She said the new Sunday markets introduced recently are providing almost all consumer items except livestock. She was purchasing at one of the new market places the city admin had availed around sidist kilo square.

In fact, the high income segment of the population in Addis Ababa spends up to 40,000 birr, including a 3,500 birr cake, whiskey, large sheep or goat, and other holiday accessories. Big markets such as Mercato, Shola Gebeya, and livestock markets such as Kara, Shegole and Beke, are busywith middle and high income families that have a disposable income above the basic needs.

However, lower income families usually rely on Sunday markets and Gulits. The Addis Ababa city administration expects around 5,000 animals to be slaughtered for this Christmas, at slaughter houses. But much more takes place at household levels, which is costing 1.53 billion birr in annual revenue for the municipality from slaughter houses.

To the contrary, a low income family can skip the sheep, and buy two kilos of meat. With this, the least investment it takes for a family in Addis Ababa for a moderate holiday is around 3,500 birr. In fact, households outside Addis Ababa might not need cash, since almost every input comes from farms. Traditional bakery, chicken and sheep, house made wine, Christmas trees, and everyingredient, comes from the backyard, as Christmas comes usually at the end of Ethiopia’s major harvest season.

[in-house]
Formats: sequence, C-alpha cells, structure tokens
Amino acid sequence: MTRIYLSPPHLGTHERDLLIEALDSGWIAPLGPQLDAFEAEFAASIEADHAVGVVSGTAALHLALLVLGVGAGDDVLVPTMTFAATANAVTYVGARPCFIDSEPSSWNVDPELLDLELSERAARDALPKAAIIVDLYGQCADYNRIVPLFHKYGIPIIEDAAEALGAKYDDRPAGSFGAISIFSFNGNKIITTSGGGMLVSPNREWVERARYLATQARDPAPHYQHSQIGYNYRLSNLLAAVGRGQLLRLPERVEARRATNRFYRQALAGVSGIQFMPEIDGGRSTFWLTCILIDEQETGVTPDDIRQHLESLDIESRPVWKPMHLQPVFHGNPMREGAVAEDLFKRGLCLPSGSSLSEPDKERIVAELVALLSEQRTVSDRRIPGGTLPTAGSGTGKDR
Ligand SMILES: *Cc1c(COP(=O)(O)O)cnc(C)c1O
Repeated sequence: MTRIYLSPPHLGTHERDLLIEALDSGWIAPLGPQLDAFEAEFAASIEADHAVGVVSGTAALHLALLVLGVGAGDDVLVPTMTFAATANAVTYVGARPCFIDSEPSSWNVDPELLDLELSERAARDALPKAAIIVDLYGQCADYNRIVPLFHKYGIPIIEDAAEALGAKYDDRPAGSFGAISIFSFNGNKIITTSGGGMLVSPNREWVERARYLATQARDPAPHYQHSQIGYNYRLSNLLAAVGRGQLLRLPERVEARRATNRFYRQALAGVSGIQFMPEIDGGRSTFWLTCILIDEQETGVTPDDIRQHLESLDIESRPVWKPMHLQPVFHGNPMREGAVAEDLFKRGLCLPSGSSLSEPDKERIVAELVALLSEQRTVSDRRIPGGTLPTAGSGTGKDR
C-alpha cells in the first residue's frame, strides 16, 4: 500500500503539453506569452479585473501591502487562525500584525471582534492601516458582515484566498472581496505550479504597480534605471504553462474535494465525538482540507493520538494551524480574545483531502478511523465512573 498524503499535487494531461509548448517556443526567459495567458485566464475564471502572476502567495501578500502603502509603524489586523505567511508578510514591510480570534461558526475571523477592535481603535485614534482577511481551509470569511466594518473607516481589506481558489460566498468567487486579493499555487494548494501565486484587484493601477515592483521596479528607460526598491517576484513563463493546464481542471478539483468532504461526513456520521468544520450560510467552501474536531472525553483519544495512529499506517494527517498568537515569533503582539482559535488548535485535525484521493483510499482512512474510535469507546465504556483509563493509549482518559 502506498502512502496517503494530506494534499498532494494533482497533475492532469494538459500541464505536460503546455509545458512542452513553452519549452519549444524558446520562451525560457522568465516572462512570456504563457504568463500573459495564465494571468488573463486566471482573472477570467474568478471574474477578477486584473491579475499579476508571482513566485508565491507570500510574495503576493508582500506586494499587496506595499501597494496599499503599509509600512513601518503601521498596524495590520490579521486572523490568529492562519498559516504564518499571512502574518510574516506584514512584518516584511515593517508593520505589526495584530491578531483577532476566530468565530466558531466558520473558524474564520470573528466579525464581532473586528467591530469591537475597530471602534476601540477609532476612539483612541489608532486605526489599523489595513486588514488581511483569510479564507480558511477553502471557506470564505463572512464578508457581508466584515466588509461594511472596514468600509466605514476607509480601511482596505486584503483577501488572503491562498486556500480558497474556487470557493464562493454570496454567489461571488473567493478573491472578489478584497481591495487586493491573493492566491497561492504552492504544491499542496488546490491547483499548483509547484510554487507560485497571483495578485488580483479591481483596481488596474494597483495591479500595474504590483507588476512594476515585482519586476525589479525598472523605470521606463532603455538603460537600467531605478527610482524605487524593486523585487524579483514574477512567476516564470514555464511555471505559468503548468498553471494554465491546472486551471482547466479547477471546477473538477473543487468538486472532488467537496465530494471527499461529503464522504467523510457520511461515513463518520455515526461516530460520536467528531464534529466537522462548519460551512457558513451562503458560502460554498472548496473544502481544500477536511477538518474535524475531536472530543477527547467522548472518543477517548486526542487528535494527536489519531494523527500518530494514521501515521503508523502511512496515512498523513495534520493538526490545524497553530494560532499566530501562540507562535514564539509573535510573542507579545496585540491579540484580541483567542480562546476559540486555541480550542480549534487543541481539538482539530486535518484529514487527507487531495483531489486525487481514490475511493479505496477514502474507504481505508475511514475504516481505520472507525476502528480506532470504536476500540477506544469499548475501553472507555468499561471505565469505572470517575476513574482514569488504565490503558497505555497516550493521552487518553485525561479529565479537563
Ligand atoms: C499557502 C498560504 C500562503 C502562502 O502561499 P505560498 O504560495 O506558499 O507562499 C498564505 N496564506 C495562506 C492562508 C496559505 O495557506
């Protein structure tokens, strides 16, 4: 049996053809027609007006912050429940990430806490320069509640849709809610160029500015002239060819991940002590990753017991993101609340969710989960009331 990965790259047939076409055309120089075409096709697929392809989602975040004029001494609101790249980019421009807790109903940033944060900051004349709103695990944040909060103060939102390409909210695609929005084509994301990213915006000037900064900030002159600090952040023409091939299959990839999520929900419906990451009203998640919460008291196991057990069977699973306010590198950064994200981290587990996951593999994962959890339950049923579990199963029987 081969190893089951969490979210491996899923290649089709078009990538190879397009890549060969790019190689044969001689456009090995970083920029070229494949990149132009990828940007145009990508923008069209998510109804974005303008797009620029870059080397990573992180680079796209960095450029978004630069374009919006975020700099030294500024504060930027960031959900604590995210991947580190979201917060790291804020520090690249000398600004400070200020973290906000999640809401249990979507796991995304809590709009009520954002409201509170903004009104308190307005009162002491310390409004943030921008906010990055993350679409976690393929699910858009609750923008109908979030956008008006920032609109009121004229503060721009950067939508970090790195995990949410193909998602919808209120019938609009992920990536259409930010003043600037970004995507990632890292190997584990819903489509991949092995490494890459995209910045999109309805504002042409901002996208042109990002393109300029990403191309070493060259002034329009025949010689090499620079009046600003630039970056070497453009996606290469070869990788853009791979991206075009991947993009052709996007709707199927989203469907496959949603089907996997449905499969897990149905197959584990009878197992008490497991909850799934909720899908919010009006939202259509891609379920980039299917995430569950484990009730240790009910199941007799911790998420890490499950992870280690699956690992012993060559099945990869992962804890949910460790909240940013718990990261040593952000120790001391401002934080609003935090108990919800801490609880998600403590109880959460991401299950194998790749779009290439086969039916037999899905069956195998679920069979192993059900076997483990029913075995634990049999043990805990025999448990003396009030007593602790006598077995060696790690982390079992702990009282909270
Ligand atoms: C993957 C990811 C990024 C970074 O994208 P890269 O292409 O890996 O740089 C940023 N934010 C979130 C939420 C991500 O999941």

Yet, there are families who cannot celebrate Christmas at all, especially those in areas affected by the yearlong war in the northern part of Ethiopia, or families displaced from their houses, or that have lost their properties.

The income inequality of the social strata is usually visible in Addis Ababa. Though Christmas is a religious holiday, it reflects the economic status of families. This social stratum is more polarized by existing unfair political economy, inflation, and war.

In fact, the holiday expenditure in Ethiopia is still low, compared to other countries. For instance, average Christmas expenditure in the US is USD997 on Christmas gifts for families, friends and co-workers. This is reasonable, considering the median weekly income in the USA in 2021 is USD1,001.  In fact, Christmas is the single hyper market season in the US.The only time it hit a low point, was during the 2008 financial crisis.

But in Addis Ababa, high expenditure is highly linked to inflation. Basically, the inflation in Ethiopia is the result of high demand coupled with a meager supply side. Bank deposits are withdrawn during holidays, apart from remittances. The more money enters circulation, the more the demand side balloons and inequality expands.